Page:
At the beginning of the 20th century, the demographic figures improved significantly, clearly due to the assimilation of the German inhabitants. The German People’s Party of Hungary was founded in 1906. And in 1911, the German-Hungarian Cultural Council was founded in Vienna, which awarded scholarships to young German-Hungarians through the All-German Association. In the 1920s, there were 500,000 Germans in Hungary. In 1924, the Popular Education Association of Hungarian Germans (Volksbildungsverein der Ungarndeutschen) was founded.

The escalation of conflict…

Until 1938, the cooperation between the Hungarians and the Association was practically without conflict. In 1938, increasing Nazi influence reached the Hungarian Germans and the movement of Ferenc Basch and his efforts of ethnic autonomy came to the fore. Basch demanded control over German education and schools in Hungary. In April 1938, the People’s Federation (Volksbund) was founded, replacing the Volksbildungsverein for the education of Hungarian Germans.


The Volksbund represented the interests of Nazi Germany in Hungary and played an important role in the recruitment of the Waffen-SS in the country, which later led to the collective stigmatization of the German minority and eventually to the expulsions.

The Waffen-SS (Armed SS) was the combat branch of the National Socialist German Workers’ Party’s Military and Defence Organisation (SS).

After the loss of the Second World War, Hungarian Germans found themselves in a completely vulnerable position. Of course, it was not only a matter of stigmatization. The land reform proclaimed in March 1945 was carried out in part by confiscating land, real estate, and movable property of the Hungarian Germans in the country in order to give land to the poor peasant-agrarian-proletarian class and resettle them. In return, however, the Hungarian Germans had to be expelled.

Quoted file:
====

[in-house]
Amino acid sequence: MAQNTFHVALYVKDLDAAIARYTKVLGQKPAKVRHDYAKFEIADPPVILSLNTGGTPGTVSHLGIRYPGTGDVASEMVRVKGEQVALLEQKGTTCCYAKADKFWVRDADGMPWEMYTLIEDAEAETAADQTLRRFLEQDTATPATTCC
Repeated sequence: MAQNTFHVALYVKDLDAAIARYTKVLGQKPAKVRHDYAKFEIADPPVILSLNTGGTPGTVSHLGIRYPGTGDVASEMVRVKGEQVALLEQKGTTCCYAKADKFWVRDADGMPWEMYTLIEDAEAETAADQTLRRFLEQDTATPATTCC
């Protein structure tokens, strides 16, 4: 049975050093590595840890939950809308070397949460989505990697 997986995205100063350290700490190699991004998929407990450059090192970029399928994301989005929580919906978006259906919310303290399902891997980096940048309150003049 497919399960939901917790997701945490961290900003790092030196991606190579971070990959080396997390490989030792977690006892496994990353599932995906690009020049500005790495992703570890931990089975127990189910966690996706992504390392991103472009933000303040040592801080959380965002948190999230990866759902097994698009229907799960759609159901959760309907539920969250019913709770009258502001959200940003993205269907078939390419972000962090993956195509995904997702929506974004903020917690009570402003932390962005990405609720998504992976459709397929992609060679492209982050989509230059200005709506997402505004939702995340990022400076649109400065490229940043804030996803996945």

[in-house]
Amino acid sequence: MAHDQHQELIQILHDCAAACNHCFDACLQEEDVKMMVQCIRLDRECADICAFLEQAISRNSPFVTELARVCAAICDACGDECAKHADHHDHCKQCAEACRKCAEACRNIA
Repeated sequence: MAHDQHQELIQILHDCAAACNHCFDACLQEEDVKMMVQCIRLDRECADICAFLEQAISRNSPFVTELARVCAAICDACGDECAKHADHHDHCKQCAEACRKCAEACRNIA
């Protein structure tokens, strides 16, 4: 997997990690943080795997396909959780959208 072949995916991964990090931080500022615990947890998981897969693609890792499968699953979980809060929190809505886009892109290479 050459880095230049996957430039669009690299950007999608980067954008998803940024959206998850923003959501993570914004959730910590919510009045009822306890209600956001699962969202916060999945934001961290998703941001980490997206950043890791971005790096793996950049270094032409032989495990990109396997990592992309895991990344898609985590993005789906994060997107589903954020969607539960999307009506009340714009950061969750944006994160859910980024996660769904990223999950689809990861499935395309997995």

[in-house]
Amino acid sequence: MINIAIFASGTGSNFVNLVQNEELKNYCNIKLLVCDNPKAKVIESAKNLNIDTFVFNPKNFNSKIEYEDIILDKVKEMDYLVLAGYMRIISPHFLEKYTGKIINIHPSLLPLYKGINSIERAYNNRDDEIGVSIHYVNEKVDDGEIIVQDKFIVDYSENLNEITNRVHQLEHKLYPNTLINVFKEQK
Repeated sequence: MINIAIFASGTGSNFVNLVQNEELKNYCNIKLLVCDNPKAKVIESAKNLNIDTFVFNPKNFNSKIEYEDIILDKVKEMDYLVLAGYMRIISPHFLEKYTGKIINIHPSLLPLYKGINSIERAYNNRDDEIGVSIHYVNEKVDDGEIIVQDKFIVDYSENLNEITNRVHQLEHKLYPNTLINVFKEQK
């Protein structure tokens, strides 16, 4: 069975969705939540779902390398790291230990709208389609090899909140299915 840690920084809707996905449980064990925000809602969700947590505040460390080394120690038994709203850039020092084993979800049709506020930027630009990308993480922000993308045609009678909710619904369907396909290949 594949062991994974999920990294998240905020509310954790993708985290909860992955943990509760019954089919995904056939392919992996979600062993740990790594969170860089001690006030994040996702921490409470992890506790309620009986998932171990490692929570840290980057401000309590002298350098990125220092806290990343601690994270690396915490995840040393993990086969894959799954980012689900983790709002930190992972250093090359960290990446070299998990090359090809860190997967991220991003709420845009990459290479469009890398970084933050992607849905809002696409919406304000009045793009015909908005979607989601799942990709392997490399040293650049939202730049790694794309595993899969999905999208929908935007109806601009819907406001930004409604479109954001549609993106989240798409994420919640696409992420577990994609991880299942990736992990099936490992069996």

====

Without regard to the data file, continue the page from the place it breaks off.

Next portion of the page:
There was a 9-year-old orphan who had lost his parents and siblings as a result of the miserable health conditions of the war and whose remaining relatives were forcibly deported because they identified themselves as Germans, while the orphan – although he did not speak Hungarian – identified himself as Hungarian. Thus, his cousins, uncle, and relatives were expelled, while the child had to stay with his sick grandmother in Hungary.

We want to build a popular and democratic country, […] purged of the German traitors, who belittled everything Hungarian, haughtily put themselves at the service of Hitler’s thieves and betrayed the Hungary that had given them a homeland when they arrived in the rich Hungarian land with a walking stick in their hand and a club on their back.”

(Speech of Miklós Béla Dálnoki to the Provisional National Assembly, December 21, 1944. Source: library.hungaricana.hu)

The most radical ideas were represented by the National Peasants’ Party and the Hungarian Communist Party. The Communists were in favor of the persecution and deportation of the entire German population in Hungary.

The Swabians came here with a bundle, they should leave with a bundle as well!”

wrote Imre Kovács, a politician of the Communist Party in his infamous article published in Szabad Szó (“Free Word”) magazine.

On December 22, the Council of Ministers adopted Government Decree No. 12. 330/1945 M. E. on the expulsion of Hungarian Germans to Germany. According to this decree, all immovable and movable property of German persons was confiscated without compensation.

The expulsion included…

  • One who had to leave the country who declared himself to be a German in the 1941 census
  • Who re-Germanized the name that had previously become Hungarian
  • Was a member of the Volksbund or the Waffen-SS.

The first phase of the expulsion affected the ethnic German inhabitants of the villages around Budapest, followed by the Danube-Tisza region and other regions. Each village was evacuated within a few days. The expulsion of the Germans was lifted by a government decree of October 11, 1949, which granted citizenship to German residents and lifted restrictions on residence and employment.

Sources: ogyk.hu, library.hungaricana.hu, Wikipedia

Featured photo by Sándor Bauer/Fortepan